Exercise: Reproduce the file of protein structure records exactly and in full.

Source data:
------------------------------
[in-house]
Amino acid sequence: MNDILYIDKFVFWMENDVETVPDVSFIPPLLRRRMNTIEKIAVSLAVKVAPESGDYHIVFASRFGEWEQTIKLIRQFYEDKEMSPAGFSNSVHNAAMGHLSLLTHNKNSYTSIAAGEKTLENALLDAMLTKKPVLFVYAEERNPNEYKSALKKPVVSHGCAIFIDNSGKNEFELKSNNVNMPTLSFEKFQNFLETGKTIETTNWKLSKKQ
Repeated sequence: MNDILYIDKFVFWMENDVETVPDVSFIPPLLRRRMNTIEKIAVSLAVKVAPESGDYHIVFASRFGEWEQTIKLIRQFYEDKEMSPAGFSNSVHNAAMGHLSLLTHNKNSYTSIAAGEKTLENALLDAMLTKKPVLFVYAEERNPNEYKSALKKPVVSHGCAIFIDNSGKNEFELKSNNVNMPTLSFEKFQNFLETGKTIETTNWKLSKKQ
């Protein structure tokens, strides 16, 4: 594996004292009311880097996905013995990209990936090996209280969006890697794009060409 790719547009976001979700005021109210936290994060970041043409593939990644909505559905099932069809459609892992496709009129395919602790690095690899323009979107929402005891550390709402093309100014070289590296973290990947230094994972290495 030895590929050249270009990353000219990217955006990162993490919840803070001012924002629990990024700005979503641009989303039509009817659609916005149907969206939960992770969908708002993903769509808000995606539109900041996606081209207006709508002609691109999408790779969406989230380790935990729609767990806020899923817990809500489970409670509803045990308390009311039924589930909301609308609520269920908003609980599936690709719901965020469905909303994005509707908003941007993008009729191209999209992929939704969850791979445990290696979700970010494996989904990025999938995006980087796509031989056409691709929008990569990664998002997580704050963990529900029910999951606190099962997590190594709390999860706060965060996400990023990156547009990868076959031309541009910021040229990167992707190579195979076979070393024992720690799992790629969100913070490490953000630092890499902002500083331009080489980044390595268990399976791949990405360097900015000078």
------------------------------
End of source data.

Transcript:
[in-house]
Amino acid sequence: MNDILYIDKFVFWMENDVETVPDVSFIPPLLRRRMNTIEKIAVSLAVKVAPESGDYHIVFASRFGEWEQTIKLIRQFYEDKEMSPAGFSNSVHNAAMGHLSLLTHNKNSYTSIAAGEKTLENALLDAMLTKKPVLFVYAEERNPNEYKSALKKPVVSHGCAIFIDNSGKNEFELKSNNVNMPTLSFEKFQNFLETGKTIETTNWKLSKKQ
Repeated sequence: MNDILYIDKFVFWMENDVETVPDVSFIPPLLRRRMNTIEKIAVSLAVKVAPESGDYHIVFASRFGEWEQTIKLIRQFYEDKEMSPAGFSNSVHNAAMGHLSLLTHNKNSYTSIAAGEKTLENALLDAMLTKKPVLFVYAEERNPNEYKSALKKPVVSHGCAIFIDNSGKNEFELKSNNVNMPTLSFEKFQNFLETGKTIETTNWKLSKKQ
């Protein structure tokens, strides 16, 4: 594996004292009311880097996905013995990209990936090996209280969006890697794009060409 790719547009976001979700005021109210936290994060970041043409593939990644909505559905099932069809459609892992496709009129395919602790690095690899323009979107929402005891550390709402093309100014070289590296973290990947230094994972290495 030895590929050249270009990353000219990217955006990162993490919840803070001012924002629990990024700005979503641009989303039509009817659609916005149907969206939960992770969908708002993903769509808000995606539109900041996606081209207006709508002609691109999408790779969406989230380790935990729609767990806020899923817990809500489970409670509803045990308390009311039924589930909301609308609520269920908003609980599936690709719901965020469905909303994005509707908003941007993008009729191209999209992929939704969850791979445990290696979700970010494996989904990025999938995006980087796509031989056409691709929008990569990664998002997580704050963990529900029910999951606190099962997590190594709390999860706060965060996400990023990156547009990868076959031309541009910021040229990167992707190579195979076979070393024992720690799992790629969100913070490490953000630092890499902002500083331009080489980044390595268990399976791949990405360097900015000078």